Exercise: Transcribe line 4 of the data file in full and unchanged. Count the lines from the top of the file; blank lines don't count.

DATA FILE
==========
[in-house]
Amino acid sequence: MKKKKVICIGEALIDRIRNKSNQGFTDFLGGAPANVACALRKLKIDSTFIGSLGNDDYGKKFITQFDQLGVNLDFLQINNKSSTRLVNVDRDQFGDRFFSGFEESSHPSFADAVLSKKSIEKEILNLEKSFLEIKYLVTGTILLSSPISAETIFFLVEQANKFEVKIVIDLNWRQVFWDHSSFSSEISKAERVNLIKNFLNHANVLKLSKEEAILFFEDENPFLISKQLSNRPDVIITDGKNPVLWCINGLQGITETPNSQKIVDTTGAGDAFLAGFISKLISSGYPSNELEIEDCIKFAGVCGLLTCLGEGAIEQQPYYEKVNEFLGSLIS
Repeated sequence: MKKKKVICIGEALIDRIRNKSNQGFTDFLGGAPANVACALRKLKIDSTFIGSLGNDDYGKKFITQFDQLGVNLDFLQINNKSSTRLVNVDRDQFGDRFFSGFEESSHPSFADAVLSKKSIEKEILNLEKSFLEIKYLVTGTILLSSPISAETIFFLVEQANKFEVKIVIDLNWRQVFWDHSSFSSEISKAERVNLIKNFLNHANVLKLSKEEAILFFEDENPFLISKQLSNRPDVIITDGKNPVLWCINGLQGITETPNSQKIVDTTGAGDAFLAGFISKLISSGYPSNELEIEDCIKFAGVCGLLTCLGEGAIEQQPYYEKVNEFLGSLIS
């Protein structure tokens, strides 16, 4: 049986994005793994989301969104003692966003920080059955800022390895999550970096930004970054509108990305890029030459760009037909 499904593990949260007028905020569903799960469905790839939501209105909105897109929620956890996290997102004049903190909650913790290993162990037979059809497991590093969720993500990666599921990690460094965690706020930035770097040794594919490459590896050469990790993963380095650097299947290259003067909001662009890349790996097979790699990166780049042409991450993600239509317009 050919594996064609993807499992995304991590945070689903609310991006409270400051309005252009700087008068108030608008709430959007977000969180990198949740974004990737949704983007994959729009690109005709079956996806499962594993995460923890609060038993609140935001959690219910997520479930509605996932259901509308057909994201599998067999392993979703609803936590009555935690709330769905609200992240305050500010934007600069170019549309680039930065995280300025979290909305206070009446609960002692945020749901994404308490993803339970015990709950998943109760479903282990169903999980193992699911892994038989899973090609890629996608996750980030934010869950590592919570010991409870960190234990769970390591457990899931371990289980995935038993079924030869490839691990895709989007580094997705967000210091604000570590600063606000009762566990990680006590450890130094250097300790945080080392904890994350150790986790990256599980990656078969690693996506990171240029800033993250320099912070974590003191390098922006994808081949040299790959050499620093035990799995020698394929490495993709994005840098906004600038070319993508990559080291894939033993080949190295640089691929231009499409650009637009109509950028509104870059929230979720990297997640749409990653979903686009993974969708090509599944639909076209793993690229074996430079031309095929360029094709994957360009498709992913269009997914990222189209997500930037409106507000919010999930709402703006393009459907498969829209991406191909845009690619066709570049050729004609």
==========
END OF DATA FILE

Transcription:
């Protein structure tokens, strides 16, 4: 049986994005793994989301969104003692966003920080059955800022390895999550970096930004970054509108990305890029030459760009037909 499904593990949260007028905020569903799960469905790839939501209105909105897109929620956890996290997102004049903190909650913790290993162990037979059809497991590093969720993500990666599921990690460094965690706020930035770097040794594919490459590896050469990790993963380095650097299947290259003067909001662009890349790996097979790699990166780049042409991450993600239509317009 050919594996064609993807499992995304991590945070689903609310991006409270400051309005252009700087008068108030608008709430959007977000969180990198949740974004990737949704983007994959729009690109005709079956996806499962594993995460923890609060038993609140935001959690219910997520479930509605996932259901509308057909994201599998067999392993979703609803936590009555935690709330769905609200992240305050500010934007600069170019549309680039930065995280300025979290909305206070009446609960002692945020749901994404308490993803339970015990709950998943109760479903282990169903999980193992699911892994038989899973090609890629996608996750980030934010869950590592919570010991409870960190234990769970390591457990899931371990289980995935038993079924030869490839691990895709989007580094997705967000210091604000570590600063606000009762566990990680006590450890130094250097300790945080080392904890994350150790986790990256599980990656078969690693996506990171240029800033993250320099912070974590003191390098922006994808081949040299790959050499620093035990799995020698394929490495993709994005840098906004600038070319993508990559080291894939033993080949190295640089691929231009499409650009637009109509950028509104870059929230979720990297997640749409990653979903686009993974969708090509599944639909076209793993690229074996430079031309095929360029094709994957360009498709992913269009997914990222189209997500930037409106507000919010999930709402703006393009459907498969829209991406191909845009690619066709570049050729004609």